On May 10 NVIDIA (NVDA) reported its first quarter results and had an analysts conference. During it they commented on how well things have gone for the first part of the second quarter. An unexpected outcome was a comment on how well AMD (AMD) channel sales are going.
Today AMD promoted some new products that should help it compete with both Intel and NVIDIA and got a pretty good one-day rise in the price of its stock. Is the future suddenly rosier than investors thought after AMD reported disastrous Q1 results?
Until 2006 there were two major personal computer microprocessor rivals, AMD and Intel (INTC), and two major graphic microprocessor rivals, NVIDIA and ATI. In 2006 AMD bought ATI. But Intel was already a far larger company that AMD, and NVIDIA was considerably larger than ATI. To give some perspective, here are Q1 2007 revenues for the 3 companies:
Intel $8.9 billion
AMD (+ATI) $1.2 billion
NVIDIA $0.8 billion
So in Q1 NVIDIA, which grew 24% from year-earlier, was approaching AMD in size, which shrank revenues 7% from year earlier.
Once it shed its memory division, AMD was mainly a CPU play. OEMs who made AMD based computers bought motherboard chip sets and graphics processors from NVIDIA, ATI, and other suppliers. When AMD bought ATI it gained the ability to engineer chip sets and graphics chips to work will with its microprocessors, but it also made it into a rival of NVIDIA, where before they had been allies. But NVIDIA was already in the same situation versus Intel, which makes its own motherboard chip sets and makes embedded graphics chips, but not the high-end stand alone chips made by NVIDIA and ATI.
So now PC OEMs have some interesting choices. They can go all-Intel for the processor and motherboard, but still give clients the option of adding a graphics card or using an embedded NVIDIA graphics chip. Since the graphics interface is standardized the card can come from NVIDIA or AMD's ATI division. They can go all-AMD. Or they can mix and match. NVIDIA claims, and has clients who agree, that their motherboard chip sets are better than those made by AMD or Intel. If NVIDIA ever decided to make a Microsoft compatible-microprocessor they might dominate the entire field, but that would be a very expensive and risky undertaking. All three companies have some very smart engineers, but it looks to me like the NVIDIA guys have the edge.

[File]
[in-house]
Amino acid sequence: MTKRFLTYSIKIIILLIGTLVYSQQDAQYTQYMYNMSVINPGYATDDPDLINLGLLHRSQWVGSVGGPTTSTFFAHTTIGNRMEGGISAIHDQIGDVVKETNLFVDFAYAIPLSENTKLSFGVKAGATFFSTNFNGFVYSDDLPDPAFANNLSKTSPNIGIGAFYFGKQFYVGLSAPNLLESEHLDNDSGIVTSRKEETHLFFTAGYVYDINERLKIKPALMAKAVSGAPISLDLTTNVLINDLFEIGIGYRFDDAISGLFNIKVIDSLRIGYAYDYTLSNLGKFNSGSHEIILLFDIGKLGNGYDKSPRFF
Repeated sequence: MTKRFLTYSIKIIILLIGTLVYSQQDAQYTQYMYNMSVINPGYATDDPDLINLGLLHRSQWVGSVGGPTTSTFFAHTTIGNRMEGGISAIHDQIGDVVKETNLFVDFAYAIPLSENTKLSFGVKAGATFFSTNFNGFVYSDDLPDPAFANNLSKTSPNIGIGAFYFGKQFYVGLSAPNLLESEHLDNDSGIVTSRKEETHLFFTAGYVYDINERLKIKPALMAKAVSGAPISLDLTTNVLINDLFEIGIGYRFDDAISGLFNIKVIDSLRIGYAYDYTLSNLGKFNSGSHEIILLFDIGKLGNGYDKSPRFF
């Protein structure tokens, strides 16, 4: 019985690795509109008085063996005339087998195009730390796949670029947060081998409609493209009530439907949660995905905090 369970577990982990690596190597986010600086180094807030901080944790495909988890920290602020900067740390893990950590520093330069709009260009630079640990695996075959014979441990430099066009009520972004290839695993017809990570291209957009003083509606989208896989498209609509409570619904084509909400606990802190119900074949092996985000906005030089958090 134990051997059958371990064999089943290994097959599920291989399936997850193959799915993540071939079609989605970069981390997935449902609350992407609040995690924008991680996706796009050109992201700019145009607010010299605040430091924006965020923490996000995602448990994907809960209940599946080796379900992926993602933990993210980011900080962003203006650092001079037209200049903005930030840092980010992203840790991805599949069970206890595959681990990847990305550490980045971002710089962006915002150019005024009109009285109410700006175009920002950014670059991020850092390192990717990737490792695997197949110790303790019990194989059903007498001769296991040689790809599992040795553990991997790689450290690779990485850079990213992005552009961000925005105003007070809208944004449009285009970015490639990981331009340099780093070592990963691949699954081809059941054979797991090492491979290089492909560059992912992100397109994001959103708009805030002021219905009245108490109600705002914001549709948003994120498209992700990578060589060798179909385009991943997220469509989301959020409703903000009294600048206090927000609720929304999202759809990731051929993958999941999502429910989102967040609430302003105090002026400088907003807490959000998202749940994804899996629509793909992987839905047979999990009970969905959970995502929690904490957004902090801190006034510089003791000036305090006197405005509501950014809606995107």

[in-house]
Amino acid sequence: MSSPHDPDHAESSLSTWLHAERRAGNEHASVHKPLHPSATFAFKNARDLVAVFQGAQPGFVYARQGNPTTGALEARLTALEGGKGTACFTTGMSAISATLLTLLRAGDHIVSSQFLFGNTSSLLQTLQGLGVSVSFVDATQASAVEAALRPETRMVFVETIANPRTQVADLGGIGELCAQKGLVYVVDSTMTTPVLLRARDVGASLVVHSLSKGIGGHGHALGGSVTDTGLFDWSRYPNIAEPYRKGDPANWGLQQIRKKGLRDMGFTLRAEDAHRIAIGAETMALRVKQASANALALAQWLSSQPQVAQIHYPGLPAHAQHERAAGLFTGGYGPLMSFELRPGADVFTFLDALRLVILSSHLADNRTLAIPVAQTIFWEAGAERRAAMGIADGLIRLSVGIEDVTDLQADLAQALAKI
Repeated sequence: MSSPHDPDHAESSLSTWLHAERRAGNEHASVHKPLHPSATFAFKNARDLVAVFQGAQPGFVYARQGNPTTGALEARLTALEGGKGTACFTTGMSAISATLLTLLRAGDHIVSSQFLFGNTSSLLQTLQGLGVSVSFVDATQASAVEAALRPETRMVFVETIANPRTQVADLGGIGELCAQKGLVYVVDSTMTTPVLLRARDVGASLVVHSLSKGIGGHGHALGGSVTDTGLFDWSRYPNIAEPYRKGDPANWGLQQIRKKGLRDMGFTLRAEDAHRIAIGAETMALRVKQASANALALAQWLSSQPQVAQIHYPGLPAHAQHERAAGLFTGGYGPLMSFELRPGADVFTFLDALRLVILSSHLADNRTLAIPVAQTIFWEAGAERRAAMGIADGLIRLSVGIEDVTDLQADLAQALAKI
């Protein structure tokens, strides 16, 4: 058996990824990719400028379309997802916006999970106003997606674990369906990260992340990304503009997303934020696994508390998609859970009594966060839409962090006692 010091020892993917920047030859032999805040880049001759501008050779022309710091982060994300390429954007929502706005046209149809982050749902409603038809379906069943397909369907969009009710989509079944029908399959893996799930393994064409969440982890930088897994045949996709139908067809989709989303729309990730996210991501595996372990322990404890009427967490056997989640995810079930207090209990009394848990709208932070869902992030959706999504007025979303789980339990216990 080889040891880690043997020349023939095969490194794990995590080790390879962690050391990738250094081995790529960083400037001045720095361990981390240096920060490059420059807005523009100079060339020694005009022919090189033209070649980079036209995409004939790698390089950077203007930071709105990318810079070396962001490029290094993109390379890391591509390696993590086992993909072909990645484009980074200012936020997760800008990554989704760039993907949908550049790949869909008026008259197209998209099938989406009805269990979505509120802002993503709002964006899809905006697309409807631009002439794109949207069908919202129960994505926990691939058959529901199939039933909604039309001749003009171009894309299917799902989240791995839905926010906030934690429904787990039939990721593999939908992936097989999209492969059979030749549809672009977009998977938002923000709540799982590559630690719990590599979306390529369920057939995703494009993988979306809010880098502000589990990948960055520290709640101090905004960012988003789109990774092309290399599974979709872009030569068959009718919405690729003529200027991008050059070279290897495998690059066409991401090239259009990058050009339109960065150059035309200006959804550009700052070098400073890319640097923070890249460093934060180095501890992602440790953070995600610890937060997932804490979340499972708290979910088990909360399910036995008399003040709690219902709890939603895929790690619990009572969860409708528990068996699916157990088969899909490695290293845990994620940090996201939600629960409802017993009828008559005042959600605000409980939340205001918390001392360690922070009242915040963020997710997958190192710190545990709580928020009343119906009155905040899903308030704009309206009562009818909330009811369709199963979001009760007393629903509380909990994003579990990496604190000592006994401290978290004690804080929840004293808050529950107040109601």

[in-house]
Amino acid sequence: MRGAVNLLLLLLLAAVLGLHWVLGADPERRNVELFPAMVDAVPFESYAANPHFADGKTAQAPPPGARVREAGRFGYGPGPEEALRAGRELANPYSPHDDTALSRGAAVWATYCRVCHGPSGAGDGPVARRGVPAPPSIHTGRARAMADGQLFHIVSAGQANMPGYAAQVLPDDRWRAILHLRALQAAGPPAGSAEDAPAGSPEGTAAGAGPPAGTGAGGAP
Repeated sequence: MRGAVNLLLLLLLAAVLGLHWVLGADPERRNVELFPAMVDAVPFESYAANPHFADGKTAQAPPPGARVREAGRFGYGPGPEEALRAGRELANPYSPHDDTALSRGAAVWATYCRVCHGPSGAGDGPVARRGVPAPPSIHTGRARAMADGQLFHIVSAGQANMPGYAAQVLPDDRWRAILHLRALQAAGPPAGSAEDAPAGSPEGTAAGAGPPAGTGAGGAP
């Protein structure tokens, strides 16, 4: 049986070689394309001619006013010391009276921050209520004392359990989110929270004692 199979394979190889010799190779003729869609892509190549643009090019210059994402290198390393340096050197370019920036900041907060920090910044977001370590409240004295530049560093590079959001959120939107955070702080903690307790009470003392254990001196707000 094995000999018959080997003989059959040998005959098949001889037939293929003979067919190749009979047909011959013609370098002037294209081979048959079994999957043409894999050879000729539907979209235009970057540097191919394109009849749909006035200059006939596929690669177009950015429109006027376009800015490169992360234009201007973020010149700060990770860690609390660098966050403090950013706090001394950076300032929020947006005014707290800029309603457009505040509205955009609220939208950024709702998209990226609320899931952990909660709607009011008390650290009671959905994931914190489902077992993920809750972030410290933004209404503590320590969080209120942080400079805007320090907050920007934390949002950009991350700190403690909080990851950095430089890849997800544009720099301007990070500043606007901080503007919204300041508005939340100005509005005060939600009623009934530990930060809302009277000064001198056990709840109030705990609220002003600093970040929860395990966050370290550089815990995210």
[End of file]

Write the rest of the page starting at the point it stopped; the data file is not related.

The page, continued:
In Q1 AMD reported that they had allocated processors to large companies like Dell and HP, but demand was soft there (they did not name a specific company; it may have been more than one). They failed to allocate processors into channel sales (smaller OEMs); by the time they knew they had channel demand and big OEM weakness, it was too late in the quarter to move processors in the right direction.
NVIDIA said they think AMD channel sales are doing better this quarter (which would make sense, if it was just an allocation issue). They think that because their sales of AMD compatible chip sets are up. While it is possible that just means OEMs are just changing chipset partners, most likely it means more PCs with AMD Athlon processors are being sold.
AMD's announcements today were going to come sooner or later, but sooner is better. NVIDIA last week boasted that in April it introduced the first graphics chips that can run DirectX 10; they claimed a huge lead. But he lead was not that big, given that today AMD started selling its Radion HD 2000 series of chip that also supports DirectX 10 and High Definition video play capability.
AMD's true-quad-core chips were demonstrated today, but it will be a while before you can get one. They will be available in server models (Barcellona) and desktop models (Phenom). Intel brought out a quad-core-ish thing in late 2006, but it had two dual-core chips on a socket together. The AMD product is integrated on a single piece of silicon and has integrated memory management, a feature Intel chips continue to lack and a reason Intel chips typically underperform in real world situations.
Except for the enthusiast market I don't see much immediate demand for the quad-core desktop chips. My 2006 vintage AMD Athlon 64 dual-core system runs Windows Vista 64-bit at blazing speeds, allowing me to do my work and play video or music simultaneously. That wonderful feature is a nice demo, but the reality is work and entertainment don't mix well for me. And 1 gigabit of memory has worked very well even when running multiple applications.
The kick for AMD will probably be in the server market where true-quad core with power management and virtualization will be a blessing for anyone running a data center.
Meanwhile, watch for amazing things from NVIDIA. Their graphics computing initiative is just a small sprout now, but I suspect it represents the future of computing.
I own AMD stock but not Intel or NVIDIA stock.
[See also my summaries of recent analyst conferences with Intel, AMD, and NVIDIA.]
[See also corporate web sites for Intel, AMD, and NVIDIA]